I. What we must guard against, as injurious to our souls

Two things he mentions, as necessary for us to be purged from;

1. Error in principle—


[Even in that early age of the Church, there were many, who, instead of upholding the faith, sought, by all imaginable subtilties, to turn men from their adherence to it. teachers there were in great numbers, who "strove about words which were of no real profit, but tended only to the subverting of the hearers." Against these St. Paul strongly guarded his son Timothy: "Shun profane and vain babblings; for they will increase unto more ungodliness, and their word will eat as doth a canker: of whom is Hymenæus and Philetus; who concerning the truth have erred; saying, that the resurrection is passed already; and overthrow the faith of some"." Now such persons there have been in the Church, from that day even to the present hour. Some will magnify beyond due bounds the importance of some favourite doctrine, to the utter exclusion of other doctrines which have a different aspect. Others will dwell upon the circumstantials of religion, to the neglect of the points that are most essential. Others, again, will attack the fundamentals themselves; "bringing in damnable heresies, and denying the Lord who bought them." Some, like the Pharisees of old, will make all religion to consist in the observance of rites and ceremonies: others will cast off every kind of ritual, and divest religion of every outward form. Some will discard from religion every thing that is mysterious or spiritual; whilst others will spiritualize every thing, and involve the most common truths of Scripture in mystery and allegory, like those who reduced the doctrine of the resurrection to the mere introduction of another dispensation, or the moral change that is wrought on the hearts of Christian converts. In fact, there is no end of the absurdities which men will introduce into religion, according to their respective fancies: and their zeal for their respective peculiarities will be considered by them as the best proofs of their zeal for religion. But it will be our wisdom "to purge ourselves from all such persons and sentiments; and to hold fast, with childlike simplicity, the truth as it is in Jesus." For, in fact, these dispositions and habits are the fruits of vain. conceit; and they gender nothing but strife and contention. In a word, they all "eat like a gangrene;" which, if not healed, will gradually destroy the whole body.]

2. Corruption in practice

[This is invariably connected with the former: for the very alienation of heart, both from God and man, which

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controversial habits generate, must, of necessity, give advantage to Satan for the infusion of all manner of evil into our souls. Hence St. Paul, in his advice to Timothy, combines with a caution against error, a caution against sin also: "Flee youthful lusts; but follow righteousness, faith, charity, peace with all them that call on the Lord out of a pure heart: but foolish and unlearned questions avoid, knowing that they do gender strifes." Amongst youthful lusts we must doubtless, in the first place, number those corrupt propensities which are so powerful in the time of youth: but we must also number those which are more nearly allied with heresies, whilst yet they are peculiarly influential on the youthful mind; such as, a love of novelty, a fondness for disputation, a desire after notoriety and distinction. The tempers which these habits generate are extremely hateful to God, and injurious to man. filthiness of the flesh," as the Apostle speaks, is, in appearance, more opposite to true religion than what he calls "the filthiness of the spirit:" but it is not so in reality: and we must be purged from this, no less than from the other, if ever we would serve God acceptably, or be approved by him in the day of judgment. The beauty of all true religion consists in a childlike spirit, which is the very reverse of that conceit and forwardness which characterize the controversialist and vain disputer. I must therefore guard you, with all earnestness, against every thing which may corrupt your mind from the simplicity that is in Christ, or weaken the influence of real piety in your souls.]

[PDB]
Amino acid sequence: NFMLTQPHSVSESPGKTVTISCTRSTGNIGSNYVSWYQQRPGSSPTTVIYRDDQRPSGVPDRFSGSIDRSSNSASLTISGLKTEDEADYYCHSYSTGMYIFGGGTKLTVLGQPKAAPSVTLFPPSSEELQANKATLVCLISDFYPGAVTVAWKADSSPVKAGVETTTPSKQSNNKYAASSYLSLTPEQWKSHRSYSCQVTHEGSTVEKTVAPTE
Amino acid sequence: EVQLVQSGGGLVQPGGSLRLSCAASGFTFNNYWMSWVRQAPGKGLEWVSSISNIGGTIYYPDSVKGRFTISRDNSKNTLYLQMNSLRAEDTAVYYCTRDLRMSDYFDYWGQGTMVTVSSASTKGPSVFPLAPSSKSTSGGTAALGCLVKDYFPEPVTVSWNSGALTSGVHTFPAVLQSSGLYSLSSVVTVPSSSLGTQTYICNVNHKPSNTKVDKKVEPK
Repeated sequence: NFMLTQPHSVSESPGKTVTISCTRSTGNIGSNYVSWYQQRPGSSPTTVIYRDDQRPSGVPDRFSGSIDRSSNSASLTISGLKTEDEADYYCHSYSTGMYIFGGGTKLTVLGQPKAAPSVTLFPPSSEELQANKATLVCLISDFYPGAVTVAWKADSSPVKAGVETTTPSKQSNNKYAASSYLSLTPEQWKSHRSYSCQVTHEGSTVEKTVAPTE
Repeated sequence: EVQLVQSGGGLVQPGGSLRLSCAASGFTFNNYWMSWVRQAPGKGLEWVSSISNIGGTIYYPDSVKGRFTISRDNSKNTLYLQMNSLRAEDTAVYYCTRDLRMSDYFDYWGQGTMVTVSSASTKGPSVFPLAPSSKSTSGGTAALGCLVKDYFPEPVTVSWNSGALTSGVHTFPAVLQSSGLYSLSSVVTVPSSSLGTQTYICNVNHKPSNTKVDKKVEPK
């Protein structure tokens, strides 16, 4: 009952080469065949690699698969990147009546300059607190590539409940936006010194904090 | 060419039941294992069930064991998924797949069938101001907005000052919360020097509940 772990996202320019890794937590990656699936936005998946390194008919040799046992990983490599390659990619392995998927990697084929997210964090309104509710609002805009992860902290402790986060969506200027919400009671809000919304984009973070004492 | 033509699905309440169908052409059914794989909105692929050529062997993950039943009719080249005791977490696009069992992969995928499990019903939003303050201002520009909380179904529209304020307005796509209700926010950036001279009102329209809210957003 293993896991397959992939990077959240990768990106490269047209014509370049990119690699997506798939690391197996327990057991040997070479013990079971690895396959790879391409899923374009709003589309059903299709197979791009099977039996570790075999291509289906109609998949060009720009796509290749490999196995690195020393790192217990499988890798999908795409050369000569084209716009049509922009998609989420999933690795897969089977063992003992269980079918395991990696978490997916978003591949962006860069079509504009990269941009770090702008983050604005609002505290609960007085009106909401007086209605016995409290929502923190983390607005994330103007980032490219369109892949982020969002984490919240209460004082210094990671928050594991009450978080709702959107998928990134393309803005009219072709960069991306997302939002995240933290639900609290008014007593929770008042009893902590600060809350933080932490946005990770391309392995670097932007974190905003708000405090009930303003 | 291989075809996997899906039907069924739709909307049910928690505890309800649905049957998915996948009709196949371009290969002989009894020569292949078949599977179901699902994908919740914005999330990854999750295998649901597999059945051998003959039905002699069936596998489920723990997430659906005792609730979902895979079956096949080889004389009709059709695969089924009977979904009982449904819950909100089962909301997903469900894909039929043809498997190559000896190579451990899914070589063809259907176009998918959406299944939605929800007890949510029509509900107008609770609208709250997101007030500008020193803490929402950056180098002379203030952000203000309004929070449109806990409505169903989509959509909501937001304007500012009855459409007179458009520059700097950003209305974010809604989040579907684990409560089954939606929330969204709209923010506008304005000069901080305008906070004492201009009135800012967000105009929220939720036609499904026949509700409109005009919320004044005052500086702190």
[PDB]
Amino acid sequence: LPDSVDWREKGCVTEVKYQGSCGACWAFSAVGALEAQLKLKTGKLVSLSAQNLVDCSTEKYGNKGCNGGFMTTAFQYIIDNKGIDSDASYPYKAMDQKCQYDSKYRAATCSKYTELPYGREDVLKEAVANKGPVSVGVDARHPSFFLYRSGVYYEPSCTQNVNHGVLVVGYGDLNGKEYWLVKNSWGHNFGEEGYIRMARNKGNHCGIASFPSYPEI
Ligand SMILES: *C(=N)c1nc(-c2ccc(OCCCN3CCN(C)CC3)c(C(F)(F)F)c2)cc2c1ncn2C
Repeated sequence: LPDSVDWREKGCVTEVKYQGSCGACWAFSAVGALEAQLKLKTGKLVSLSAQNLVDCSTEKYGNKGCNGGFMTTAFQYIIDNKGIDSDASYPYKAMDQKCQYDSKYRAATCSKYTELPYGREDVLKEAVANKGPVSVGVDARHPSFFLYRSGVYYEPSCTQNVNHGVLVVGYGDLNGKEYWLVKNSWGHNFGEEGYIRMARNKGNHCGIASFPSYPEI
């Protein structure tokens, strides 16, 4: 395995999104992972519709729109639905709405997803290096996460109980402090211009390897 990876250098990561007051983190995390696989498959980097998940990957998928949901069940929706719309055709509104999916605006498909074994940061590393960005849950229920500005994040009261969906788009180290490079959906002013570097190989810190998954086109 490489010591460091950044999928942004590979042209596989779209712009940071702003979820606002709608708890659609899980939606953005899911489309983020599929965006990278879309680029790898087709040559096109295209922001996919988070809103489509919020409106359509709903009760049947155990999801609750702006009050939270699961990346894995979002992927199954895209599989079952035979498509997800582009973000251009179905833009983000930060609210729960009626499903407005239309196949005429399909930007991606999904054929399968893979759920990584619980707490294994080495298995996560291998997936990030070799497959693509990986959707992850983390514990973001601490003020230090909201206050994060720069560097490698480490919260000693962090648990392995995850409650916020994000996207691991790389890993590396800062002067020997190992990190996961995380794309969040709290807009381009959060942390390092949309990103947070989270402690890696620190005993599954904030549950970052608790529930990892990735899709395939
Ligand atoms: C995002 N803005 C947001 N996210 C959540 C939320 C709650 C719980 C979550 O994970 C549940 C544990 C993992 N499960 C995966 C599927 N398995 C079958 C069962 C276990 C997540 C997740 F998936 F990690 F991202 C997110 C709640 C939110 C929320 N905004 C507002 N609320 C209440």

And, that my exhortation may have the greater weight, let me proceed to shew,

II. What benefit we shall derive from this care

In a great house, the Apostle observes, there is a great variety of vessels; some of purer, and others of baser, materials; some to honour, and others to dishonour. So also, in the Church of Christ, there is a great variety of persons; all indeed in some way or other subserving his interests, and widely differing from each other in their value, their use, and their ultimate destination.

Now those who are infected with evil principles or practice are of no estimation before God.

[Their spirit is hateful to him, as is their conduct also; nor are they of any use in the Church of God. They tend

e ver. 22, 23.